Abortion Speak Out at Reproductive Justice Conference Reinforces the Value of Storytelling for Social Change

This past weekend, I attended the Civil Liberties and Public Policy (CLPP) 2010 Reproductive Justice Conference at Hampshire College in western Massachusetts. The conference theme was “From Abortion Rights to Social Justice: Building the Movement for Reproductive Freedom.” The conference, now in its 24th year, brings together over 1,000 advocates for an abortion speak out and a series of panels, presentations, and performances. Events spanned a busy three days, and I’m finding it hard to process everything I experienced during that time. But I’d like to share my impressions of one key experience and one of my favorite aspects of the conference: the abortion speak out.

On Friday evening, the conference kicked off with an abortion speak out, a space for people who have had abortions to share their stories in a safe and supportive environment. In this session, dozens of women shared their stories with a packed gymnasium of hundreds of audience members. No cameras were allowed, as it was meant to be a safe space where women could share their stories without unwanted public attention or stigma.

For me, this experience really reinforced the value of storytelling for movement-building. Even though I have been a pro-choice advocate for years, I was deeply moved by the power of the stories women chose to share about their own abortion experiences, and left the speak out feeling even more pro-choice than ever, if that’s possible. It was very motivating to hear the stories of so many women who have been made to feel so much shame about their decision to undergo a fairly common and safe healthcare procedure.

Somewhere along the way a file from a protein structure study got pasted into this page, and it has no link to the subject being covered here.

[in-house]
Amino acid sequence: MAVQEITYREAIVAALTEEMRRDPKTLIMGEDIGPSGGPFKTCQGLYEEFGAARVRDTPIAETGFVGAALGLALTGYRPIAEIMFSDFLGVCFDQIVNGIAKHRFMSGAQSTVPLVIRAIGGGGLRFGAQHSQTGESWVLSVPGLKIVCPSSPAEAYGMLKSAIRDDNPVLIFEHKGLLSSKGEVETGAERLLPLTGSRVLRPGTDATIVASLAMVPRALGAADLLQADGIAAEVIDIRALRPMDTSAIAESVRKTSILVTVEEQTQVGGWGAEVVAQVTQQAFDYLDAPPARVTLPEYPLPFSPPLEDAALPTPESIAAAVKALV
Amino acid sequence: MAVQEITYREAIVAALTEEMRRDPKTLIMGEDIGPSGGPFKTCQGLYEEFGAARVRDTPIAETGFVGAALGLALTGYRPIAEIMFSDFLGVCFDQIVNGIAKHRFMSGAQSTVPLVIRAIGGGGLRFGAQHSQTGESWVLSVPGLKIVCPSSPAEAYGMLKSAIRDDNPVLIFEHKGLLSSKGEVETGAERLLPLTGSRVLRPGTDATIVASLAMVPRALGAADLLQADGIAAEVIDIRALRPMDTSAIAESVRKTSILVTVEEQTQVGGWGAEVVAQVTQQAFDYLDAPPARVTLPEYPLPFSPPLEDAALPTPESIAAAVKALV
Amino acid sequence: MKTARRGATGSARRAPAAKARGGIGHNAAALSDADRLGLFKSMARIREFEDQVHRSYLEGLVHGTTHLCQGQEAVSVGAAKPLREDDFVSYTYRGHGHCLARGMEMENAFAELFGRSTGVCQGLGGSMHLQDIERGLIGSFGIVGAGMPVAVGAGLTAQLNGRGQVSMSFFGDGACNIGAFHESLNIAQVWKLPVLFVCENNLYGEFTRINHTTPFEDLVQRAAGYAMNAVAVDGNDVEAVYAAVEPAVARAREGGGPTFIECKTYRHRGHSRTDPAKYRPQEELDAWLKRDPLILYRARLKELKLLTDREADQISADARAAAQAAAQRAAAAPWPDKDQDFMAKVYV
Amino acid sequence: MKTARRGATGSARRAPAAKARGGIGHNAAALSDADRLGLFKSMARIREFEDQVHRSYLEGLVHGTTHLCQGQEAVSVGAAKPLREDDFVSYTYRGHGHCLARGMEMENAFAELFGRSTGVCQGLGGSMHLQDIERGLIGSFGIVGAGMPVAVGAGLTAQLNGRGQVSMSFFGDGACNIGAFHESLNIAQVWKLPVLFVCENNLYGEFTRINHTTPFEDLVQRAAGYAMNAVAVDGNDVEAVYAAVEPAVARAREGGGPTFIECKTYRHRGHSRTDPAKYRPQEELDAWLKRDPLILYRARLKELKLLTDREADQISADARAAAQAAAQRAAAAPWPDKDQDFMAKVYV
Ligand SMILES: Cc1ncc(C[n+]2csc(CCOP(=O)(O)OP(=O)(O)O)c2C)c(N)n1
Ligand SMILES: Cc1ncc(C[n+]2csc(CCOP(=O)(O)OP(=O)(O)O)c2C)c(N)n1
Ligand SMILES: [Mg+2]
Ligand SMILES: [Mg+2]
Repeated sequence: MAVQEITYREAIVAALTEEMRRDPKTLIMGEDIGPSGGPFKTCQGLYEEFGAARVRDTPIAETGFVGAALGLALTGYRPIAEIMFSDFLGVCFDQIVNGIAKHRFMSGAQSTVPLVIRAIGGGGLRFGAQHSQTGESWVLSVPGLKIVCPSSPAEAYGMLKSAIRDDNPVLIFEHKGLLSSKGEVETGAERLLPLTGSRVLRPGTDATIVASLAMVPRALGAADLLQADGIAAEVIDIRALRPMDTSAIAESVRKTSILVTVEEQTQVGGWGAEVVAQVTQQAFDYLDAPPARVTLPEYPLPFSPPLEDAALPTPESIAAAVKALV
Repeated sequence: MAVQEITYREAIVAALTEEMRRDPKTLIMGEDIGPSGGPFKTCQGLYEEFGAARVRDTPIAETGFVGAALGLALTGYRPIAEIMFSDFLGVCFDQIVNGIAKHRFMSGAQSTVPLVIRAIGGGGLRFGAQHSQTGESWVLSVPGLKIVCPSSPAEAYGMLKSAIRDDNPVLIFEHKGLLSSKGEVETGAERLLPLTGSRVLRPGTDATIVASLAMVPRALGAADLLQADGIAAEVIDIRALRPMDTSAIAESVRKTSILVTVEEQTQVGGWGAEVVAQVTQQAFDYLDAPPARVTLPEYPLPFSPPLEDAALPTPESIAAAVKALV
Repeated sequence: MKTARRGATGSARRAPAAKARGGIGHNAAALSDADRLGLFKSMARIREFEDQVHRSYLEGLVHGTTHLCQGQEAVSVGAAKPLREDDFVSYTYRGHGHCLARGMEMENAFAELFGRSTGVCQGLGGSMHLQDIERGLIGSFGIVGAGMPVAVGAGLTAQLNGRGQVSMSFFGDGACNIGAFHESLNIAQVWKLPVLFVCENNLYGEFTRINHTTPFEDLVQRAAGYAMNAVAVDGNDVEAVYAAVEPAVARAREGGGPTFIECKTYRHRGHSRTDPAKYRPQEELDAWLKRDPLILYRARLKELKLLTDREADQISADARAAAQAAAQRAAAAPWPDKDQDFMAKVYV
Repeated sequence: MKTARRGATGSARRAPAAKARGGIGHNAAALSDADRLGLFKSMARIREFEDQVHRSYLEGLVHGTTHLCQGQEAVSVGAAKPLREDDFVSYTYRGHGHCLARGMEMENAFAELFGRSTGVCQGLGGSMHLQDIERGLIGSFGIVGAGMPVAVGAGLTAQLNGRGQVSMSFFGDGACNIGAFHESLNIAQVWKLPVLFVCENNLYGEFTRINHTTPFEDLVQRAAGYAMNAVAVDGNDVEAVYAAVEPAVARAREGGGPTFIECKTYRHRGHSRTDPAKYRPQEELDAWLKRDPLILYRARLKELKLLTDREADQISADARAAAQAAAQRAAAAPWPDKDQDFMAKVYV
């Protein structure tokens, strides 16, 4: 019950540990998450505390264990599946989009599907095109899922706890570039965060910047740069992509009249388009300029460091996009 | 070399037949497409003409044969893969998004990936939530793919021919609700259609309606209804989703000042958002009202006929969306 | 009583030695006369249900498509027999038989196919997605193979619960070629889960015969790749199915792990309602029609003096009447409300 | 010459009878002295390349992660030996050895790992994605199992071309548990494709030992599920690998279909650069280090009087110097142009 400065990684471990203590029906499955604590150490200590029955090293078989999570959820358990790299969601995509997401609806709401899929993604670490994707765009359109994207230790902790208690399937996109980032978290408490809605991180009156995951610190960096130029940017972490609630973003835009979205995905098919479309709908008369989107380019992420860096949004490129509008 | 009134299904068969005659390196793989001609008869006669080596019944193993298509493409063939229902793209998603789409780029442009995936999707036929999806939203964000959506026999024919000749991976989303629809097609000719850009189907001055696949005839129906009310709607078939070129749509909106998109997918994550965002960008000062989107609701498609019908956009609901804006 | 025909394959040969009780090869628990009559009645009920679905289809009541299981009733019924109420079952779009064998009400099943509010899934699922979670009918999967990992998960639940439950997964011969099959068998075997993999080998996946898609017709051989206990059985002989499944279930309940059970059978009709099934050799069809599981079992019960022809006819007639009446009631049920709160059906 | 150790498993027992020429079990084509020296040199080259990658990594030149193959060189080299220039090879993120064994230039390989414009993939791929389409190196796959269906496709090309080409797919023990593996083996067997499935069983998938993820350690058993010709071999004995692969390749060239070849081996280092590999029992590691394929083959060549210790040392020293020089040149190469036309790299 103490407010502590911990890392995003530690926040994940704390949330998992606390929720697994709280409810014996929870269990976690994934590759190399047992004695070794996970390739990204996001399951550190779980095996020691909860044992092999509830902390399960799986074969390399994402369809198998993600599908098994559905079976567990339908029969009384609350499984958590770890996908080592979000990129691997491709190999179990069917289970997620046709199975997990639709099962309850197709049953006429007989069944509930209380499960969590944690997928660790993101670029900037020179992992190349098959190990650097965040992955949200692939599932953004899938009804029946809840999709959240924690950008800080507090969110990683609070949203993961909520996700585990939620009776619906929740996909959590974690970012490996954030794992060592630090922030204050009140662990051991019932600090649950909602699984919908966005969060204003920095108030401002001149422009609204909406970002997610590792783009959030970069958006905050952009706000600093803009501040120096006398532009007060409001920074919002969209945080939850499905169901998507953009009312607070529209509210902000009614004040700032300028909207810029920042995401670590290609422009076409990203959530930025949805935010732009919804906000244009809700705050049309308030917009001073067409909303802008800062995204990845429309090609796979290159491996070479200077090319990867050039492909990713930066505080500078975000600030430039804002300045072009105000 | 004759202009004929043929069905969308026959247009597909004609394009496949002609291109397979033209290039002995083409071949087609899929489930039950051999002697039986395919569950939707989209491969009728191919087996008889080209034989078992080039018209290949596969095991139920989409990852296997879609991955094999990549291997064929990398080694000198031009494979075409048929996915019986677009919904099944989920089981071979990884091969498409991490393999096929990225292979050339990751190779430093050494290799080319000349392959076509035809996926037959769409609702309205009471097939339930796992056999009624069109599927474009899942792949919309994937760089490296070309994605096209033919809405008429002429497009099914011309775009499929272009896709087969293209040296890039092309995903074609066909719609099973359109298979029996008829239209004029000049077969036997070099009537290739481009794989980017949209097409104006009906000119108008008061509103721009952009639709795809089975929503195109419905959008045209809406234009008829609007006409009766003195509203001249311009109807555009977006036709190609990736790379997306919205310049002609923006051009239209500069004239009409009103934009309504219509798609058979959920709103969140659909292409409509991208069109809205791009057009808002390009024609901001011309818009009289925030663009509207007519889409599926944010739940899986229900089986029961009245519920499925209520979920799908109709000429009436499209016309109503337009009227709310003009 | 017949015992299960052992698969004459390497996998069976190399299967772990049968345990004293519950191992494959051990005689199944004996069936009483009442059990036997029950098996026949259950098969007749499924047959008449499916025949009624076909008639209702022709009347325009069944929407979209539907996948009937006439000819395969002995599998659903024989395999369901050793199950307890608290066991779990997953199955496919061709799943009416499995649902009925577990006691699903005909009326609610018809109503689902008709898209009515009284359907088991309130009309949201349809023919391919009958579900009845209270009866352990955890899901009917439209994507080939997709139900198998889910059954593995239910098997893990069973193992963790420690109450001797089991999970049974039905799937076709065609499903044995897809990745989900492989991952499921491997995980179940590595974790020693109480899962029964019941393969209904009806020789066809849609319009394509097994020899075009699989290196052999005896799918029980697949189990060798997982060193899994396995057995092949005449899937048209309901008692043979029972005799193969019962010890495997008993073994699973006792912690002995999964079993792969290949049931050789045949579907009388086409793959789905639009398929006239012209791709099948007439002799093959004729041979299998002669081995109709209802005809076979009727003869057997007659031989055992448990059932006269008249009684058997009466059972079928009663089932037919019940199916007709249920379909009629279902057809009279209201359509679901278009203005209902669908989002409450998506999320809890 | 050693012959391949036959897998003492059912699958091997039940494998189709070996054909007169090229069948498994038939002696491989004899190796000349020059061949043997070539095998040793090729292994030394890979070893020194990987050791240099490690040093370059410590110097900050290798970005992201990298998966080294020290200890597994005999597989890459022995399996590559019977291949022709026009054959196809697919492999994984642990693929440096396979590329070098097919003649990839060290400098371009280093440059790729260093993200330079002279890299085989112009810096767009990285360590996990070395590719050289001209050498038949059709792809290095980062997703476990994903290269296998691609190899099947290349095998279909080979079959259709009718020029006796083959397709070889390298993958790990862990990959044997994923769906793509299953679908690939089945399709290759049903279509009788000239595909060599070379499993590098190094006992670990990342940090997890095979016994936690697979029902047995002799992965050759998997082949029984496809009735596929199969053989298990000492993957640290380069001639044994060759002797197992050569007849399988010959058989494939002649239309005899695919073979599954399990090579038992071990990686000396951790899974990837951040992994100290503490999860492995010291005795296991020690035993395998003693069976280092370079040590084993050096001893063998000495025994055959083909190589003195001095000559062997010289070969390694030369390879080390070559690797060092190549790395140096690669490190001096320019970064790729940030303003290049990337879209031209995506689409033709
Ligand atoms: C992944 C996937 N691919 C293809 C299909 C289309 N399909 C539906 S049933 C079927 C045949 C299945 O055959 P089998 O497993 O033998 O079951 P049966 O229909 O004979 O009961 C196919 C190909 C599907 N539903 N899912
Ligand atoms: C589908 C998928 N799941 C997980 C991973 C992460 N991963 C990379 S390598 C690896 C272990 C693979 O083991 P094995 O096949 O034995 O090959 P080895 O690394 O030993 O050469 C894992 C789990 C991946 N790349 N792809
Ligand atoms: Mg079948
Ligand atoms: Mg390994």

I was particularly struck by the wide range of women and experiences that were presented at the speak out. Speakers ranged in age from 15 to 50+ years old and represented a range of races, locations, professions, styles, socio-economic classes, and pretty much every other factor you can think of.

Despite this diversity, there was also a common thread among the speakers. Although not everyone touched on this aspect, many speakers spoke of the shame they felt, before, during, and after the procedure, and of the importance of supportive doctors, nurses, caretakers, and governments to their safety and health. They also consistently mentioned a part of their life that was changed in some way by their decision to have an abortion. Many mentioned school that they were able to finish as a result of the procedure, or children that they were better able to support and raise after deciding not to carry this particular pregnancy to term. This was one of the most powerful aspects of the event; I left the gymnasium with the knowledge that my work at IWHC and the work of the reproductive justice movement at large is work that is empowering women to live more safely, more healthily, and more freely.

For more on the importance of access to safe abortion worldwide, I encourage you to read IWHC’s factsheet “Access to Safe Abortion is a Human Right.”



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